• 1979’s Tropical Storm Ana, which developed in the central Atlantic on June 19 and struck St. Lucia on June 23 before decaying in the eastern Caribbean.
Two weaker systems have also formed in the MDR in June. Tropical Depression Two from 2000 developed on June 23 at a location that was extraordinarily far east—around 10°N, 20°W—in the eastern Atlantic, but it failed to reach tropical storm strength. TD 2 from 2003, which formed in the central Atlantic on June 11, lasted only a day as a tropical cyclone.
The current potential tropical cyclone is also noteworthy in its very low latitude of 7.5°N. If and when it develops into a depression, it should be far enough northwest to avoid breaking the record set by Hurricane Isidore in 1990. Isidore was classified as a depression at 7.2°N, making it the lowest-latitude tropical cyclone ever recorded in the North Atlantic.
|Figure 3. Enhanced infrared satellite image of 93L at 2207Z (6:07 pm EDT) Sunday, June 18, 2017. GOES-16 data are preliminary and non-operational. Image credit: MSFC NASA Earth Science Office.
93L likely to become a tropical storm in Gulf of Mexico
Models agree that the system known as Invest 93L in the northwest Caribbean is very likely to become a tropical storm in the Gulf of Mexico and affect some part of the Gulf Coast later this week. There remains plenty of uncertainty in the outlook for 93L, which has yet to carve out a closed low-level center of circulation. The large Central American gyre surrounding 93L is roughly centered in the extreme southwest Caribbean north of Honduras, drifting toward the north-northwest.
A large area of strong convection broke out on Sunday well east of 93L, dumping torrential rain and producing gale-force winds. This complicates the forecast for 93L, because the mid-level spin (vorticity) associated with this convection might be enough to prod a center to develop beneath it. Barring that, models agree that a center should develop or intensify in the Gulf off the Yucatan Peninsula coast by Monday or Tuesday. In its Sunday afternoon tropical outlook, NHC gave 93L 70% odds of developing into at least a depression by Tuesday and 90% odds through Friday.
Although models agree that 93L will likely come ashore somewhere on the Gulf Coast as a depression or tropical storm, the outlook remains unclear as to just how strong a storm it might be and especially where it might make landfall. Sea surface temperatures are slightly below average over the central and northern Gulf of Mexico, around 27°C (81°F), and wind shear will be increasing toward the Gulf Coast. The shear and the less-than-torrid waters ought to be enough to keep a lid on any rapid intensification of 93L, and it appears highly unlikely 93L will reach hurricane strength. If the compact upper-level ridge now over 93L translates northwest with the system, it would raise the odds of strengthening. In any event, the big story is likely to be excessive rainfall and the potential for flooding.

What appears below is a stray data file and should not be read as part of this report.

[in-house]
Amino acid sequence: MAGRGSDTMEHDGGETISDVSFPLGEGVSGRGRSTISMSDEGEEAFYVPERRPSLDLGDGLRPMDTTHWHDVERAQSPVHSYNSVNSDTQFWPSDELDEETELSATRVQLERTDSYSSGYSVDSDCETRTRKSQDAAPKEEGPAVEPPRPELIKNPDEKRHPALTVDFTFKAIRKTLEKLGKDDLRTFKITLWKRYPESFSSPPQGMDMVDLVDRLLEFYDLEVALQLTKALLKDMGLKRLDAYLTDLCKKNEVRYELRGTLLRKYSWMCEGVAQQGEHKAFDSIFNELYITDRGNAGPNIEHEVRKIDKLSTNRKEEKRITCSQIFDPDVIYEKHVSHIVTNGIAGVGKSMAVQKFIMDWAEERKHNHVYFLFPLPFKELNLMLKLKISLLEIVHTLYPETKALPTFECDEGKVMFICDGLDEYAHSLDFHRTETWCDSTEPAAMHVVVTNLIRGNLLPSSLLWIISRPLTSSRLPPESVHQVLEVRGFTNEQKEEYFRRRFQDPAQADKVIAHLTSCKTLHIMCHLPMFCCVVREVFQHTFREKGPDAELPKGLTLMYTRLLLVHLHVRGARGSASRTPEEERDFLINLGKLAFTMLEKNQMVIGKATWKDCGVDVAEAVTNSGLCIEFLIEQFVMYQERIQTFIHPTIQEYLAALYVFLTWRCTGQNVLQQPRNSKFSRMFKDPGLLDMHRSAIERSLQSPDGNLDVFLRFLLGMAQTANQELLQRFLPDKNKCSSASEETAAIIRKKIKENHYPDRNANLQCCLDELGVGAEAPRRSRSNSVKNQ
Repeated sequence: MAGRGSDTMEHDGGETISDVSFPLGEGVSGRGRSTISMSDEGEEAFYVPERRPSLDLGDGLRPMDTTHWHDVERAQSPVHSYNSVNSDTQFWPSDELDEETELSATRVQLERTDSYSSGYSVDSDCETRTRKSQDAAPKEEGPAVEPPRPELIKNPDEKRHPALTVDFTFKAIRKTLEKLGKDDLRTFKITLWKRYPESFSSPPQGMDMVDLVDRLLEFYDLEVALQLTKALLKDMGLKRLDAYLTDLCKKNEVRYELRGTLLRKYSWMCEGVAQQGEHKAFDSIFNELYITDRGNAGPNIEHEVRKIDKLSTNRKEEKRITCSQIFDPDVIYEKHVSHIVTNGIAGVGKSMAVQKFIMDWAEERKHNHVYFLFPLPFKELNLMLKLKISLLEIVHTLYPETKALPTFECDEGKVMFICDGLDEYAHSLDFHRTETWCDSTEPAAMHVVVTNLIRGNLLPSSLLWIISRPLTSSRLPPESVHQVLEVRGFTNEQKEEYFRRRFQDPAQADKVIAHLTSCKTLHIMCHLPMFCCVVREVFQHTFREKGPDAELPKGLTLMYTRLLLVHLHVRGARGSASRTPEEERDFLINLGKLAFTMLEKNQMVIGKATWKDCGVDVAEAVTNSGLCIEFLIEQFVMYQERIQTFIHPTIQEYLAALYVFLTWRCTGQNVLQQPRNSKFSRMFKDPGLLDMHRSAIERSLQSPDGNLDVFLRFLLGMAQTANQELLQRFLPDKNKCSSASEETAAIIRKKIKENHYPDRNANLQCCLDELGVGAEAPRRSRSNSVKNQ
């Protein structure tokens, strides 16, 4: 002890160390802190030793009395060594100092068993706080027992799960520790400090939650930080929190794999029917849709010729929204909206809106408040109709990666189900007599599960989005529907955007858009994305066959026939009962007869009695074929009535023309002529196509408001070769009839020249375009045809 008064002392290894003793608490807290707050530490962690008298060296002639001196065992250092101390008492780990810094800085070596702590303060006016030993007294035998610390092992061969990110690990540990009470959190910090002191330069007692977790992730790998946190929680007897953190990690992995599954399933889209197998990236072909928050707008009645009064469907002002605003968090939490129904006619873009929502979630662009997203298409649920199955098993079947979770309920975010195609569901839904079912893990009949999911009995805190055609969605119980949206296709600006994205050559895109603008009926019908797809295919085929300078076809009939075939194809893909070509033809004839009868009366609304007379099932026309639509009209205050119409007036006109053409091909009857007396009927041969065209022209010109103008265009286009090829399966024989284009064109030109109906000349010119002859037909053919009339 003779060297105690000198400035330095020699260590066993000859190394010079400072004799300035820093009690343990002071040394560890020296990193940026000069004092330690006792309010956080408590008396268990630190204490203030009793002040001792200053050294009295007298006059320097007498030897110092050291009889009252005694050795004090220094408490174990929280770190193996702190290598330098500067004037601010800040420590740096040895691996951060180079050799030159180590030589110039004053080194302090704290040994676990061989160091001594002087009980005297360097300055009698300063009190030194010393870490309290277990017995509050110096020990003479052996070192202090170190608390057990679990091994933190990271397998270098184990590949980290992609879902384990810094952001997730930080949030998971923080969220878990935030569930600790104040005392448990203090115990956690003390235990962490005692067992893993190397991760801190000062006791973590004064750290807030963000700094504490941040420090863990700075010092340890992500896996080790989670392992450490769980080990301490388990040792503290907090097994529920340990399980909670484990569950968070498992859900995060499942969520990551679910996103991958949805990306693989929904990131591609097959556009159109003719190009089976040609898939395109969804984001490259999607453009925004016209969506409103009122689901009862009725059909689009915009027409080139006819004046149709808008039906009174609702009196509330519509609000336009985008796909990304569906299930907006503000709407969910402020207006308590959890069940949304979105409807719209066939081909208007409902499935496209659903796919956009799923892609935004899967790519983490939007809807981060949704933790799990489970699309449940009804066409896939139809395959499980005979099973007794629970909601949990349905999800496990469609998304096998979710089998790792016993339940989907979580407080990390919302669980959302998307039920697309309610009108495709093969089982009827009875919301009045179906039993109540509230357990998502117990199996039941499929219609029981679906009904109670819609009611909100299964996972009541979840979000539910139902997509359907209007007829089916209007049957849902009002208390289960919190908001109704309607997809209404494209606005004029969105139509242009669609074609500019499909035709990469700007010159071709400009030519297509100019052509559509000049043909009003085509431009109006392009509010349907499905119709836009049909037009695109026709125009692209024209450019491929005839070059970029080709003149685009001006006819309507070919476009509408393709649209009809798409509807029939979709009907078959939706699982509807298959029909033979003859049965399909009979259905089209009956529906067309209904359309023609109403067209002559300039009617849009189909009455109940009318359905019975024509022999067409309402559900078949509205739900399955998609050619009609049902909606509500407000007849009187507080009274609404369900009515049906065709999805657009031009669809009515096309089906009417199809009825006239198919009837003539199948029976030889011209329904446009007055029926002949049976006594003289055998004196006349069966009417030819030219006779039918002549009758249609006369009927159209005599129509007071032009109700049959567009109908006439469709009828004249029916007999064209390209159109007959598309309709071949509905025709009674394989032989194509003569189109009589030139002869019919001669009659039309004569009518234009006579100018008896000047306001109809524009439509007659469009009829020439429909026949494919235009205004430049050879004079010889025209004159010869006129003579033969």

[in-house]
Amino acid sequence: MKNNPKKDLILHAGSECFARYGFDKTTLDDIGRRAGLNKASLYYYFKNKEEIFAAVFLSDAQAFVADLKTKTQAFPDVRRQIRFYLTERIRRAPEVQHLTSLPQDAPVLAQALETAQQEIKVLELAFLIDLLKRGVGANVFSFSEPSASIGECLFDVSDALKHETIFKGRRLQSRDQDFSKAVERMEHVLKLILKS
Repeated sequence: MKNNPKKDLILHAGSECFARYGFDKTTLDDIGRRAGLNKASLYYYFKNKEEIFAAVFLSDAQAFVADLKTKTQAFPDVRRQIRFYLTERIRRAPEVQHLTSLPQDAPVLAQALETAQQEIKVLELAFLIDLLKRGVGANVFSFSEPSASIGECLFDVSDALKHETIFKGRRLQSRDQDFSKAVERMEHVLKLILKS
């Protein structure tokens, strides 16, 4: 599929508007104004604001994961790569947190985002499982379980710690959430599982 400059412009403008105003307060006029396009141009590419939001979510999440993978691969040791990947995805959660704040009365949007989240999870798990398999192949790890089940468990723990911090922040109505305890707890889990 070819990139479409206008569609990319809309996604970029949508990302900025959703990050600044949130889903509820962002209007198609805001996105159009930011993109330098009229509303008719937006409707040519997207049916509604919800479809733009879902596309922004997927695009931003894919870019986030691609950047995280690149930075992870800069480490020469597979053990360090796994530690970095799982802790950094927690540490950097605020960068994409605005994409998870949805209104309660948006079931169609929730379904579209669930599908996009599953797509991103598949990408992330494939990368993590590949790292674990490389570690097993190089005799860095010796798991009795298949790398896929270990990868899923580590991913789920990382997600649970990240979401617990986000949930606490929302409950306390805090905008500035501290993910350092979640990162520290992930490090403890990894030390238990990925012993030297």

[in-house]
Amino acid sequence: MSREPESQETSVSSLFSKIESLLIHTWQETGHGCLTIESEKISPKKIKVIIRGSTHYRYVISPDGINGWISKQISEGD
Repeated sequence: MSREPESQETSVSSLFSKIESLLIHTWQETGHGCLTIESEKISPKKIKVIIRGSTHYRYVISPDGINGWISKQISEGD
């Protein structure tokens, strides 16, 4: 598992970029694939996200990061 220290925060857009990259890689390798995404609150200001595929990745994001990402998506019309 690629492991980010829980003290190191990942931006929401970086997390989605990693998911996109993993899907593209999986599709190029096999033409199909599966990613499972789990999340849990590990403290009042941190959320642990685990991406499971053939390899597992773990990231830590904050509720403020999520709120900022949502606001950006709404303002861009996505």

|Figure 4. The 18Z Sunday run of the GFS model, which brings 93L slowly onshore along the central Gulf Coast, predicts that rainfall this week could exceed 10” over several parts of the central Gulf Coast. The exact track of 93L and the resulting locations of heavy rain are still too soon to predict with confidence. Image credit: tropicaltidbits.com.
Track outlook for 93L
An upper-level trough will be moving across the eastern U.S., creating a weakness in the flow along the central Gulf Coast that may or may not be strong enough to urge 93L northward. A weak cut-off low in the Bay of Campeche adds another wrinkle, as it could be enough to help bring 93L westward. The European model has consistently brought 93L toward the Texas or Mexico coast, while the GFS has favored the central Gulf Coast. These model tendencies continued on Sunday, setting up a “Euro-vs-GFS” battle of the sort that’s become familiar in recent years. When averaged over a long period, the European model typically outperforms the GFS, but on any given Sunday (or Monday or Tuesday), the GFS can just as easily produce the better forecast, so we’ll have to wait and see which contender wins this battle. Sunday’s 12Z and 18Z runs brought the two models somewhat closer together, with the ECMWF trending toward the upper Texas coast and the GFS toward southeast Louisiana.
The weak steering currents may give 93L a period of slow, erratic motion. Should this occur near the coast, it would raise the odds of extremely heavy rain near and just rightward of its center. The GFS has consistently called for a pocket of 10” – 20” rain along the central Gulf Coast, assuming that 93L makes landfall in that vicinity. Rainfall with 93L would probably be somewhat less along the Texas coast, but still potentially very heavy, should the European track prove correct. If convection persists well east of 93L, then parts of the Florida Peninsula may also experience quite heavy rain.
Simultaneous Hurricane Hunter missions are possible on Monday
NHC has tentatively scheduled Hurricane Hunter flights for Monday, as needed, into PTC 2 and 93L. “2 recon planes scheduled to fly on 2 June systems simultaneously across 2 days!” tweeted Eric Blake on Sunday. “Believe that is unprecedented in modern times (for June)."